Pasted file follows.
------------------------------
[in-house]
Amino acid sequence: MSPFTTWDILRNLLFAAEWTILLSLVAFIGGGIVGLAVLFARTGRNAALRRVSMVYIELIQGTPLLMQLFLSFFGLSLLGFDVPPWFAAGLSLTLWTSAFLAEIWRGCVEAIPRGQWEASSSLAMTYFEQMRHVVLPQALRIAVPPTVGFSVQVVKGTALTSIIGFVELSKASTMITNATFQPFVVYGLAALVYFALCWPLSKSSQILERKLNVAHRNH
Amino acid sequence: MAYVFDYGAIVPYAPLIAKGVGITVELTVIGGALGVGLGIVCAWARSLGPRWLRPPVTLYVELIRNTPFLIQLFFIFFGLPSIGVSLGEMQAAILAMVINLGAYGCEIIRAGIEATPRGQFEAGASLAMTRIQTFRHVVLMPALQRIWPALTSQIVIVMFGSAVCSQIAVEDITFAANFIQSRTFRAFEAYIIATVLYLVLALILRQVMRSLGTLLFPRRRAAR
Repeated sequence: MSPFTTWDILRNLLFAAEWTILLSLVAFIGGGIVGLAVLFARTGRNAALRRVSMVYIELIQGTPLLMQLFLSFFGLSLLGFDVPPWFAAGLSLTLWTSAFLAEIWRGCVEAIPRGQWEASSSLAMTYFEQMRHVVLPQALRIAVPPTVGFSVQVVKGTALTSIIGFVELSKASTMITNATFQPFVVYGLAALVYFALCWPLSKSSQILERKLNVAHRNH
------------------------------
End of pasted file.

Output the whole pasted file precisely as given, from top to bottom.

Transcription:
[in-house]
Amino acid sequence: MSPFTTWDILRNLLFAAEWTILLSLVAFIGGGIVGLAVLFARTGRNAALRRVSMVYIELIQGTPLLMQLFLSFFGLSLLGFDVPPWFAAGLSLTLWTSAFLAEIWRGCVEAIPRGQWEASSSLAMTYFEQMRHVVLPQALRIAVPPTVGFSVQVVKGTALTSIIGFVELSKASTMITNATFQPFVVYGLAALVYFALCWPLSKSSQILERKLNVAHRNH
Amino acid sequence: MAYVFDYGAIVPYAPLIAKGVGITVELTVIGGALGVGLGIVCAWARSLGPRWLRPPVTLYVELIRNTPFLIQLFFIFFGLPSIGVSLGEMQAAILAMVINLGAYGCEIIRAGIEATPRGQFEAGASLAMTRIQTFRHVVLMPALQRIWPALTSQIVIVMFGSAVCSQIAVEDITFAANFIQSRTFRAFEAYIIATVLYLVLALILRQVMRSLGTLLFPRRRAAR
Repeated sequence: MSPFTTWDILRNLLFAAEWTILLSLVAFIGGGIVGLAVLFARTGRNAALRRVSMVYIELIQGTPLLMQLFLSFFGLSLLGFDVPPWFAAGLSLTLWTSAFLAEIWRGCVEAIPRGQWEASSSLAMTYFEQMRHVVLPQALRIAVPPTVGFSVQVVKGTALTSIIGFVELSKASTMITNATFQPFVVYGLAALVYFALCWPLSKSSQILERKLNVAHRNH